But probably the biggest advantage to avoiding San Antonio: No Hack-a-Shaq.
(And for the record, it is called Hack-a-Shaq. We don't rename the "Bird Rule" every time it's used on another player, it's simply "Team Y exercised the Bird Rights on player X". Same with with Hack-a-Shaq. That is the first and last time I will ever agree with Reggie Miller).
There's no way Doc Rivers can play DeAndre Jordan 36.3 minutes per game and try to employ Hack-a-Shaq on Dwight or J-Smoove. The level of hypocrisy required can't possibly exist in this, or any, universe. Gregg Popovich, however, has mastered his most sinister of game plans and wields it like a Jedi with his lightsaber. He could take a shining moment in recent-Rockets history and turn it into a three hour perversion.
The Case for the Spurs
I still haven't completely figured out how the Spurs are hanging with LA in their series (OK, yes I have). Tony Parker looks like 32 year old who has played 1200 games (plus international) with nary a rest for 13 straight years. Tiago Splitter has barely played all series before last night and, while he was decent, is still limping around with a bum-calf. Danny Green is slumping badly, and as for Manu Ginobili, well, see: Tony Parker.
And while we're on the subject of age and health, when was the last time Dwight Howard looked this good? Would you rather see him bang against DeAndre Jordan for 40 minutes and (possibly) wear him out, or feast on a 39 year old and a 240-pound stiff with a bad calf? Dwight has had big games against the Spurs in the past, when their only option was to "unleash" Aaron Baynes against him, and is primed to do so again.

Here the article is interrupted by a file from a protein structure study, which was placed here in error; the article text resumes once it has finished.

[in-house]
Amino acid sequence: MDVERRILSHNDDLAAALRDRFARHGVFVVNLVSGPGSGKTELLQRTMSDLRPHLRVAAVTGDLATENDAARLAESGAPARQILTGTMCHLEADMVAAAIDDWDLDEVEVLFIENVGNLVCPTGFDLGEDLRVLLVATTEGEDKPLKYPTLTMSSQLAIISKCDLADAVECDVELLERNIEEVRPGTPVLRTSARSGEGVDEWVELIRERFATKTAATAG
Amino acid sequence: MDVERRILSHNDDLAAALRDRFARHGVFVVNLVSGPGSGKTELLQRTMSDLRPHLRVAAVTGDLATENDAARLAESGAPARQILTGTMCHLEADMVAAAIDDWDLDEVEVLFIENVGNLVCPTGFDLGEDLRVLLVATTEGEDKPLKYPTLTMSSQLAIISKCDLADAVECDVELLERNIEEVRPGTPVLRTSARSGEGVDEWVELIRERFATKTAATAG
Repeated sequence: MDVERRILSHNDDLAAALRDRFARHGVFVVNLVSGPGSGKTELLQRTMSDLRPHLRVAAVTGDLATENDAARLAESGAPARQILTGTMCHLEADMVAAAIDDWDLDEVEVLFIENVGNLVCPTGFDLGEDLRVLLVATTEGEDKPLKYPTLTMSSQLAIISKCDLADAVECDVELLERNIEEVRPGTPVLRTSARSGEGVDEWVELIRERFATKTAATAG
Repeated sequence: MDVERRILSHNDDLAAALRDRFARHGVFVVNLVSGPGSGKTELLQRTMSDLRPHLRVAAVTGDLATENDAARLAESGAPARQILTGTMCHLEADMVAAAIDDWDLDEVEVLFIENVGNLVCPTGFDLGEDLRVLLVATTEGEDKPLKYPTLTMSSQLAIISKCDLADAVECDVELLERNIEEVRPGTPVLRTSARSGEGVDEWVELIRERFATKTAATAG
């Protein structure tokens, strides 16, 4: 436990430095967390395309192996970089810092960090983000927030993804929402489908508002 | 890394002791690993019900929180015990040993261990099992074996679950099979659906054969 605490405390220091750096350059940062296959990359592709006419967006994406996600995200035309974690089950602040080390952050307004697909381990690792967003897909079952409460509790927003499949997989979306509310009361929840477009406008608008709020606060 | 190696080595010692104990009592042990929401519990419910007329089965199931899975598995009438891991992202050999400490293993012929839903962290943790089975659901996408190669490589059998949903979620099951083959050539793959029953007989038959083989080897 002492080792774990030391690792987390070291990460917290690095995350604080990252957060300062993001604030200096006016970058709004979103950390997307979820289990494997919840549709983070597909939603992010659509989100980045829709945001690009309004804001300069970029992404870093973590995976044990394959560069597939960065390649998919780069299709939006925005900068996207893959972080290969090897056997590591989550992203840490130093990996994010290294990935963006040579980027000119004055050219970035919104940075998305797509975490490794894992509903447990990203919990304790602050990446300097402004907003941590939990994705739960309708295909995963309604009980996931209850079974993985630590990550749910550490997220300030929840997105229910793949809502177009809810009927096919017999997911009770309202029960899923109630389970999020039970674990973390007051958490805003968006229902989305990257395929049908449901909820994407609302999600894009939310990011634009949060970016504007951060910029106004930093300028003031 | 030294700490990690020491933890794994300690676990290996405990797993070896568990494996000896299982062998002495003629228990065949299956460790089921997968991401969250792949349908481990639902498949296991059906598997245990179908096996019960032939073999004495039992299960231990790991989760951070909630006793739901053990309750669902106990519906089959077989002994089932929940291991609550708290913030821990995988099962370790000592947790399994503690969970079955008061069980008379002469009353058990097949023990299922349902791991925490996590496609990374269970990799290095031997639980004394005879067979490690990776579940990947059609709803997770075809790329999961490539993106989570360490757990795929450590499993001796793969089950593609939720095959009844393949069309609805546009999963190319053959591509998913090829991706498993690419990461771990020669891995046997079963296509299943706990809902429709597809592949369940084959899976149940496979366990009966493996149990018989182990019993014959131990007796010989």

Also, remember what JJ Barea did to the Rockets defense in the first round? Well, Rajon Rondo isn't walking through that door, but Chris Paul very well could be. The Rockets had no answer for a 5'9, 180 pound microwave and now we're supposed to be looking forward to matching-up with the best point guard since Isaiah Thomas?
Then there's the sheer un-likability of the Clippers. Maybe this is just a personal one with me, but they have been my least favorite team since the first time CP3 found Jordan for a backdoor 'oop. Between Chris Paul's constant caterwauling and Doc Rivers' incessant, whiny stink-face, I can hardly stand to watch their games. And if Blake Griffin is so likable, why does every other NBA big man hate him? (save for Tim Duncan, apparently.) Of all people, Matt Barnes is the only one I like watching and he's the biggest ***hole of them all!
Rahat is right: the answer is N.E.V.E.R. the Spurs. I tried, for the sake of impartiality, to make a case for San Antonio and even very nearly wrote the sentence, "The Spurs may actually, finally, be running out of gas". But I refuse to be one of those. And remember that bit about Tony Parker and his 1200+ games? Well, 39 year-old Tim Duncan and his near-1600 games blocked a Blake Griffin hook shot three days ago. Let that sink in.
The fact is, after taking a few notes and lining things up side-by-side, it just has to be the Clippers. Plus, the possible joy of being the nail in the coffin for Duncan & Co. would hardly be worth the sheer terror of having to sit through a seven game series of Gregg Popovich's mind games.
Either series would be a bitch, but only one might end with more scorn from those arrogant, bombastic Spurs fans we all know (I'm looking at you, Dean). Let's go Clippers!
Dragon, it's definitely 100% dragon. Who needs a lightsaber when you can fly and breath fire?
Gotta be dragon, right?